Andrea Wolk Rager’s enthusiasm for art history earns her Diekhoff Teaching Award

Andrea Wolk RagerLike her former teachers at Yale University and her mentors at the Yale Center for British Art, Andrea Wolk Rager radiates an enthusiasm for art history that inspires her graduate students—the next generation of curators and professors—to develop and share their ideas about art.

As an educator, Rager looks to engage her students in meaningful dialogue about art and art history with field trips to myriad museums, libraries and historic public spaces around University Circle and Cleveland.

She has her students study the individual pieces as well as the broader social, political and economic conditions in which the work was produced.

Rager’s zeal for art combined with her unwavering commitment to exploring diverse perspectives and encouraging dialogue have earned her a 2016 John S. Diekhoff Award for Outstanding Graduate Student Teaching. She’ll be honored with fellow winner Carlos Crespo-Hernandez, associate professor of chemistry, at commencement on May 15.

“I admire the way she is so committed to making students as passionately enthusiastic about art history as she is,” one nominator wrote. “When she teaches, it is abundantly obvious how much she knows about her subject and how much she loves it.”

Rager, the Jesse Hauk Shera Assistant Professor in the Department of Art History and Art, began curating and teaching while earning her PhD at Yale—both passions that she is able to perform simultaneously thanks to the joint graduate program between the department and the Cleveland Museum of Art .

“As a teacher, it’s rare to have access to a museum of this caliber,” Rager said. “Here, I’m able to physically teach classes at a museum and continue doing curatorial projects. It’s the best of both worlds.”

Although the Cleveland Museum of Art is a large focus of her classes, Rager and her students also explore the Cleveland Museum of Natural History, Kelvin Smith Library, the Dittrick Museum of Medical History, Cleveland Institute of Art, Lake View Cemetery and many more places outside the University Circle neighborhood.

“Last spring, I taught a graduate seminar on Victorian art, so I found work that was done by British artists or inspired by British artists around the city of Cleveland that we were able to study,” Rager said. Works included Francis Millet’s murals for the Cleveland Trust Rotunda and Frank Brangwyn’s mural for the Cuyahoga County Courthouse.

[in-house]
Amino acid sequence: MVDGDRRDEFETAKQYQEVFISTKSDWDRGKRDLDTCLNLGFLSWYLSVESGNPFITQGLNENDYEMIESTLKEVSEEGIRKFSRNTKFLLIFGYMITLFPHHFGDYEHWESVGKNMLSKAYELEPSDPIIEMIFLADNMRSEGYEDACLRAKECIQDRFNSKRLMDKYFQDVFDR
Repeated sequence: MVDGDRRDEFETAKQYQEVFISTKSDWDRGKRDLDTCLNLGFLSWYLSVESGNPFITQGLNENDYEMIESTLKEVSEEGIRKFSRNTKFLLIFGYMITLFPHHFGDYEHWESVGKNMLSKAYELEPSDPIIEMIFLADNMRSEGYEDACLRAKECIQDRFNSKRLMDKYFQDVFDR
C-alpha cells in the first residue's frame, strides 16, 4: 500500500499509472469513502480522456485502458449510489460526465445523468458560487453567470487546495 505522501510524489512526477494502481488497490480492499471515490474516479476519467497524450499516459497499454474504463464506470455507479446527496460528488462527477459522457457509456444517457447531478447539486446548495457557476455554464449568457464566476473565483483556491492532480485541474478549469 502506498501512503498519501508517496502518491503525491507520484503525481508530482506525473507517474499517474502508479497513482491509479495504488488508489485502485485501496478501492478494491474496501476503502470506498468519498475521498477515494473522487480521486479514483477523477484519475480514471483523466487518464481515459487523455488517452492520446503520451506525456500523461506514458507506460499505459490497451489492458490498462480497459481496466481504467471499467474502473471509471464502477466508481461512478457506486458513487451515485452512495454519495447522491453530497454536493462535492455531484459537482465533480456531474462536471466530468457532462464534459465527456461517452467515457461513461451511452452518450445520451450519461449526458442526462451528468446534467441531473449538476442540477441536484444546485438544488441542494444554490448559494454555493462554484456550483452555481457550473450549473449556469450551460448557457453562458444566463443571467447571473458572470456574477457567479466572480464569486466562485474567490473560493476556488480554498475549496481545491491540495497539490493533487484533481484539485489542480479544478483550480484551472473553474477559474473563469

Rager regularly teaches graduate seminars in 19th-century European art and a course in art, eco-criticism and the environment that explores the interrelationship between humanity and the environment. She also studies “green issues” in the arts.

Her ability to communicate complex, abstract ideas sets her apart.

“Teaching art is difficult because of the variety of approaches that students might take to interpreting an image,” said a nominator. “And yet Dr. Rager never makes anyone feel silly or wrong. Instead, she somehow simultaneously validates an opinion while guiding one to the best answer.”

Rager encourages students to develop their own ideas to help them move forward in their careers as curators and educators. One of her current students, Victoria Hepburn, will be following in Rager’s footsteps at Yale, where she will study under Rager’s former adviser, Tim Barringer.

Rager’s enthusiasm is contagious, spreading to her students who, in turn, showed their enthusiasm and gratitude to their professor by rewarding her with this student-nominated award.

“I’m honored that students felt so strongly to do that,” Rager said. “When President [Barbara R.] Snyder surprised me with the award, I was almost crying; I was so thrilled and humbled to hear some of the things my students had said. It’s really great.”

The university created the Diekhoff Award in 1978 to recognize full-time faculty members who make exemplary contributions to the education and development of graduate students at Case Western Reserve University. The award was created in honor of John Diekhoff, who served at the university from 1956 to 1970 in roles such as professor of English, chair of the Department of English, dean of Cleveland College, acting dean of the School of Graduate Studies and vice provost of the university.

Initially, the award recognized two faculty members who excelled in teaching; in 2009, the School of Graduate Studies expanded the award to honor faculty members with strong graduate mentoring skills.